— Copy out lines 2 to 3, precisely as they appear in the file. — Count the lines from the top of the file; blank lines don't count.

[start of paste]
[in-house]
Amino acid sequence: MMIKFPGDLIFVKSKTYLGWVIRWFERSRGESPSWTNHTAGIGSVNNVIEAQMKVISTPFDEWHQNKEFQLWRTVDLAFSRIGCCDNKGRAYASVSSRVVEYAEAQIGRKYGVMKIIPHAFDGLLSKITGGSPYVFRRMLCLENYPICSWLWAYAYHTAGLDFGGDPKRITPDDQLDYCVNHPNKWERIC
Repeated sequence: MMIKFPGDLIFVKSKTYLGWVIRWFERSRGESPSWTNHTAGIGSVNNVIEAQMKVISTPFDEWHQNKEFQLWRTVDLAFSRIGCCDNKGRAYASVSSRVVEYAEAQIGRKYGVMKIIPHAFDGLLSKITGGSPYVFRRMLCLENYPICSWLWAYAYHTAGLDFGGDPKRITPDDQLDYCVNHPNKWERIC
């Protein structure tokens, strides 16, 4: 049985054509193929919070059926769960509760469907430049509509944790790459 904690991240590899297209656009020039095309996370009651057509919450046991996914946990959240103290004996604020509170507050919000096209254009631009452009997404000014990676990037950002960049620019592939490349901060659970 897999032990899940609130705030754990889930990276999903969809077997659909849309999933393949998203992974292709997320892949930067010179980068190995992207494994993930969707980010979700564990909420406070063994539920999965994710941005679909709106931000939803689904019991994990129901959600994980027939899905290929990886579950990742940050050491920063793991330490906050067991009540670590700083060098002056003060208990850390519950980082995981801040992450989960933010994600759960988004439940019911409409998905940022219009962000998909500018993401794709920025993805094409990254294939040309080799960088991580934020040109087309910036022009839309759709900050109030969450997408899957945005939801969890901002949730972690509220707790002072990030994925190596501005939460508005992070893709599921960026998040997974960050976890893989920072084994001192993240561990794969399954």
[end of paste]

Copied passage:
Amino acid sequence: MMIKFPGDLIFVKSKTYLGWVIRWFERSRGESPSWTNHTAGIGSVNNVIEAQMKVISTPFDEWHQNKEFQLWRTVDLAFSRIGCCDNKGRAYASVSSRVVEYAEAQIGRKYGVMKIIPHAFDGLLSKITGGSPYVFRRMLCLENYPICSWLWAYAYHTAGLDFGGDPKRITPDDQLDYCVNHPNKWERIC
Repeated sequence: MMIKFPGDLIFVKSKTYLGWVIRWFERSRGESPSWTNHTAGIGSVNNVIEAQMKVISTPFDEWHQNKEFQLWRTVDLAFSRIGCCDNKGRAYASVSSRVVEYAEAQIGRKYGVMKIIPHAFDGLLSKITGGSPYVFRRMLCLENYPICSWLWAYAYHTAGLDFGGDPKRITPDDQLDYCVNHPNKWERIC